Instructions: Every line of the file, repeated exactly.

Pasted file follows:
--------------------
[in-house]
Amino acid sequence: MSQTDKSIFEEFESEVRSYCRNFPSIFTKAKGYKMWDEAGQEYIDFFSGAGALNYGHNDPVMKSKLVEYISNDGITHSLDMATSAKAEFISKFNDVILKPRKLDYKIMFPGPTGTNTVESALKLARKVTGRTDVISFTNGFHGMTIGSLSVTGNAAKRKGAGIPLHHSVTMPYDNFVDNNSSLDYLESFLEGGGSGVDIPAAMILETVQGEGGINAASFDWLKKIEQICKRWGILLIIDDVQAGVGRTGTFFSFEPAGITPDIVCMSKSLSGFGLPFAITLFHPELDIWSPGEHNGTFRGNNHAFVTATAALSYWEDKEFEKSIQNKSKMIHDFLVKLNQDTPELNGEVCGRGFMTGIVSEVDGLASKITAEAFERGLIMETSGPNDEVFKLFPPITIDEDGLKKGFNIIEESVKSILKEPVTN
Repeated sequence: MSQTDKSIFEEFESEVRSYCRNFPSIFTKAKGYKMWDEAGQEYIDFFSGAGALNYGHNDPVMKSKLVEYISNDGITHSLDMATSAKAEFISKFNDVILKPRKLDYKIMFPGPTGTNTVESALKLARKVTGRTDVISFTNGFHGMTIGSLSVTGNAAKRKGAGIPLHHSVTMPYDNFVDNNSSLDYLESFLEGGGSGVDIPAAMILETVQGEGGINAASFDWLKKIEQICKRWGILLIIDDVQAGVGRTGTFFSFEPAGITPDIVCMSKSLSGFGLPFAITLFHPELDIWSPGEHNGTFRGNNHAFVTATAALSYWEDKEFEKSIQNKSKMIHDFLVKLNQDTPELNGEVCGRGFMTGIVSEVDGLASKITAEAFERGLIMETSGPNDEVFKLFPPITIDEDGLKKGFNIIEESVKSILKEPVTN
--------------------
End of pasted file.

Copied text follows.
[in-house]
Amino acid sequence: MSQTDKSIFEEFESEVRSYCRNFPSIFTKAKGYKMWDEAGQEYIDFFSGAGALNYGHNDPVMKSKLVEYISNDGITHSLDMATSAKAEFISKFNDVILKPRKLDYKIMFPGPTGTNTVESALKLARKVTGRTDVISFTNGFHGMTIGSLSVTGNAAKRKGAGIPLHHSVTMPYDNFVDNNSSLDYLESFLEGGGSGVDIPAAMILETVQGEGGINAASFDWLKKIEQICKRWGILLIIDDVQAGVGRTGTFFSFEPAGITPDIVCMSKSLSGFGLPFAITLFHPELDIWSPGEHNGTFRGNNHAFVTATAALSYWEDKEFEKSIQNKSKMIHDFLVKLNQDTPELNGEVCGRGFMTGIVSEVDGLASKITAEAFERGLIMETSGPNDEVFKLFPPITIDEDGLKKGFNIIEESVKSILKEPVTN
Repeated sequence: MSQTDKSIFEEFESEVRSYCRNFPSIFTKAKGYKMWDEAGQEYIDFFSGAGALNYGHNDPVMKSKLVEYISNDGITHSLDMATSAKAEFISKFNDVILKPRKLDYKIMFPGPTGTNTVESALKLARKVTGRTDVISFTNGFHGMTIGSLSVTGNAAKRKGAGIPLHHSVTMPYDNFVDNNSSLDYLESFLEGGGSGVDIPAAMILETVQGEGGINAASFDWLKKIEQICKRWGILLIIDDVQAGVGRTGTFFSFEPAGITPDIVCMSKSLSGFGLPFAITLFHPELDIWSPGEHNGTFRGNNHAFVTATAALSYWEDKEFEKSIQNKSKMIHDFLVKLNQDTPELNGEVCGRGFMTGIVSEVDGLASKITAEAFERGLIMETSGPNDEVFKLFPPITIDEDGLKKGFNIIEESVKSILKEPVTN